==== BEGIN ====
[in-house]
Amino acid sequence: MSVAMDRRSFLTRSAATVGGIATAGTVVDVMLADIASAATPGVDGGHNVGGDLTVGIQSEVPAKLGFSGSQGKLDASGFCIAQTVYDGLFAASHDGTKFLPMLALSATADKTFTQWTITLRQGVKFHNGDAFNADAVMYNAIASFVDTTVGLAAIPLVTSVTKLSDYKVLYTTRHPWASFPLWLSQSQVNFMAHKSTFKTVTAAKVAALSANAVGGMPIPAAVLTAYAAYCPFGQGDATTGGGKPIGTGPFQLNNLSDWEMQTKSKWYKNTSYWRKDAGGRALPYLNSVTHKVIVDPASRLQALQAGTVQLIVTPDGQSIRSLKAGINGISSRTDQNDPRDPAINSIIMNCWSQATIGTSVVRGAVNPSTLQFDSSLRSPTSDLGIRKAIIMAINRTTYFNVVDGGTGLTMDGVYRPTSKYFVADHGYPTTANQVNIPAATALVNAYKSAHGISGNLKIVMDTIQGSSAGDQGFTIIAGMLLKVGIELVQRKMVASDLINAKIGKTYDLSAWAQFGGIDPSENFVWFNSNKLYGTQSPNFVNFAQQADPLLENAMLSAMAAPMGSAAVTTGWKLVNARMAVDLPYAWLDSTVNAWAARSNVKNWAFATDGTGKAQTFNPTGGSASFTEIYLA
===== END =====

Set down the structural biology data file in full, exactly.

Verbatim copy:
[in-house]
Amino acid sequence: MSVAMDRRSFLTRSAATVGGIATAGTVVDVMLADIASAATPGVDGGHNVGGDLTVGIQSEVPAKLGFSGSQGKLDASGFCIAQTVYDGLFAASHDGTKFLPMLALSATADKTFTQWTITLRQGVKFHNGDAFNADAVMYNAIASFVDTTVGLAAIPLVTSVTKLSDYKVLYTTRHPWASFPLWLSQSQVNFMAHKSTFKTVTAAKVAALSANAVGGMPIPAAVLTAYAAYCPFGQGDATTGGGKPIGTGPFQLNNLSDWEMQTKSKWYKNTSYWRKDAGGRALPYLNSVTHKVIVDPASRLQALQAGTVQLIVTPDGQSIRSLKAGINGISSRTDQNDPRDPAINSIIMNCWSQATIGTSVVRGAVNPSTLQFDSSLRSPTSDLGIRKAIIMAINRTTYFNVVDGGTGLTMDGVYRPTSKYFVADHGYPTTANQVNIPAATALVNAYKSAHGISGNLKIVMDTIQGSSAGDQGFTIIAGMLLKVGIELVQRKMVASDLINAKIGKTYDLSAWAQFGGIDPSENFVWFNSNKLYGTQSPNFVNFAQQADPLLENAMLSAMAAPMGSAAVTTGWKLVNARMAVDLPYAWLDSTVNAWAARSNVKNWAFATDGTGKAQTFNPTGGSASFTEIYLA